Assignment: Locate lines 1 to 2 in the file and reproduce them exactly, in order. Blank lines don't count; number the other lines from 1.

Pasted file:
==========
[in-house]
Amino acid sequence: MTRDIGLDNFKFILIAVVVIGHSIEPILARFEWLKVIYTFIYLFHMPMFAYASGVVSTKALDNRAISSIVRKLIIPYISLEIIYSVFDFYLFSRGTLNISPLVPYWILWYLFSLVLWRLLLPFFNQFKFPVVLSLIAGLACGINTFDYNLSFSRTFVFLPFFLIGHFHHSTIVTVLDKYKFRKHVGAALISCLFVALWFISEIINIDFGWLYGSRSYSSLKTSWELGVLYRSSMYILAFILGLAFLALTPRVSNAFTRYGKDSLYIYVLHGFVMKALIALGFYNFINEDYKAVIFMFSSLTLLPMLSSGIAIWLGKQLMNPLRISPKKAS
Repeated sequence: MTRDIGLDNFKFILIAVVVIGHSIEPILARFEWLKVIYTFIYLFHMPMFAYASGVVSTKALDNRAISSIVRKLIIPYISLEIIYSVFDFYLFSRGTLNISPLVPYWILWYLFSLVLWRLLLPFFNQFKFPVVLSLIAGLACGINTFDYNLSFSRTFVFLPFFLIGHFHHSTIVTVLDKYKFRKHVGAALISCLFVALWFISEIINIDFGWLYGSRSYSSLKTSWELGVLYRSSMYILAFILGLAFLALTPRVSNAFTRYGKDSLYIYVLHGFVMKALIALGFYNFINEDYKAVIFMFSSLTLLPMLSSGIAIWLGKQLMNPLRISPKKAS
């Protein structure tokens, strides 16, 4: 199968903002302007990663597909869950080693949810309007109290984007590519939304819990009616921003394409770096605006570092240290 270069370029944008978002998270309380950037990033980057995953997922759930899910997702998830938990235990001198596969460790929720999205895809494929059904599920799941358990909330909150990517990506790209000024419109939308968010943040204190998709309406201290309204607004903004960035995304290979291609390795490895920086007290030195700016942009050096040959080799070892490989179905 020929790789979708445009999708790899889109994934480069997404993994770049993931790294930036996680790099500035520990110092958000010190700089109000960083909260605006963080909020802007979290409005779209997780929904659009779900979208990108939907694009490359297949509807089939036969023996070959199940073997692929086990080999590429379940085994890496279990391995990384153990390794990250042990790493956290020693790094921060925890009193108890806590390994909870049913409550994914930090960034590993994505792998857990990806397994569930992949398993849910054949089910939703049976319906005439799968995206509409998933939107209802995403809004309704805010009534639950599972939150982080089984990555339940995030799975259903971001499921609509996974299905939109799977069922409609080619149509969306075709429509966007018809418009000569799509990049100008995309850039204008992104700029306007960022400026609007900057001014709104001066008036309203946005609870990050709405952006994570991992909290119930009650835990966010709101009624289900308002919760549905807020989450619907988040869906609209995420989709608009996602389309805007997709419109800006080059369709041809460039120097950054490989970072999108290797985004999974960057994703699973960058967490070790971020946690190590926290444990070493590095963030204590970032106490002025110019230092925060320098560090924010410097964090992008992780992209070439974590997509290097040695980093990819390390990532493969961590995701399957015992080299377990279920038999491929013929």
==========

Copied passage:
[in-house]
Amino acid sequence: MTRDIGLDNFKFILIAVVVIGHSIEPILARFEWLKVIYTFIYLFHMPMFAYASGVVSTKALDNRAISSIVRKLIIPYISLEIIYSVFDFYLFSRGTLNISPLVPYWILWYLFSLVLWRLLLPFFNQFKFPVVLSLIAGLACGINTFDYNLSFSRTFVFLPFFLIGHFHHSTIVTVLDKYKFRKHVGAALISCLFVALWFISEIINIDFGWLYGSRSYSSLKTSWELGVLYRSSMYILAFILGLAFLALTPRVSNAFTRYGKDSLYIYVLHGFVMKALIALGFYNFINEDYKAVIFMFSSLTLLPMLSSGIAIWLGKQLMNPLRISPKKAS